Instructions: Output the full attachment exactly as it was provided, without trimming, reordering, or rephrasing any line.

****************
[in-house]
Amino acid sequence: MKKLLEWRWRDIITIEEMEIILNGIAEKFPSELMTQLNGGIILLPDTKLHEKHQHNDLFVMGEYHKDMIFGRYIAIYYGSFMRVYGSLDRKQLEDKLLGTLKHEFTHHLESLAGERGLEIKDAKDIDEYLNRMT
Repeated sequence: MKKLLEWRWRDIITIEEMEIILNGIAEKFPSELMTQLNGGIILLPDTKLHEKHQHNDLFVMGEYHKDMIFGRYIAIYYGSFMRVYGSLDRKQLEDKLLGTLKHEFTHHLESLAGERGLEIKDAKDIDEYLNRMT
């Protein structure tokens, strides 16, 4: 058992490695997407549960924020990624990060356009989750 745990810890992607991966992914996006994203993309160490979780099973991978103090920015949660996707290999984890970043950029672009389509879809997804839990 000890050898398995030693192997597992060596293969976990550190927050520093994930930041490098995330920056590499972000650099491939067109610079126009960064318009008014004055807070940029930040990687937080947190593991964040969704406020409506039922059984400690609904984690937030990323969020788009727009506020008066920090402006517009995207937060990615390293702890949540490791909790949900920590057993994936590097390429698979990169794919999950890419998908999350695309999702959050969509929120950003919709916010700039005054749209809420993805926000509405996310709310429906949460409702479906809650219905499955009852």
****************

[in-house]
Amino acid sequence: MKKLLEWRWRDIITIEEMEIILNGIAEKFPSELMTQLNGGIILLPDTKLHEKHQHNDLFVMGEYHKDMIFGRYIAIYYGSFMRVYGSLDRKQLEDKLLGTLKHEFTHHLESLAGERGLEIKDAKDIDEYLNRMT
Repeated sequence: MKKLLEWRWRDIITIEEMEIILNGIAEKFPSELMTQLNGGIILLPDTKLHEKHQHNDLFVMGEYHKDMIFGRYIAIYYGSFMRVYGSLDRKQLEDKLLGTLKHEFTHHLESLAGERGLEIKDAKDIDEYLNRMT
């Protein structure tokens, strides 16, 4: 058992490695997407549960924020990624990060356009989750 745990810890992607991966992914996006994203993309160490979780099973991978103090920015949660996707290999984890970043950029672009389509879809997804839990 000890050898398995030693192997597992060596293969976990550190927050520093994930930041490098995330920056590499972000650099491939067109610079126009960064318009008014004055807070940029930040990687937080947190593991964040969704406020409506039922059984400690609904984690937030990323969020788009727009506020008066920090402006517009995207937060990615390293702890949540490791909790949900920590057993994936590097390429698979990169794919999950890419998908999350695309999702959050969509929120950003919709916010700039005054749209809420993805926000509405996310709310429906949460409702479906809650219905499955009852």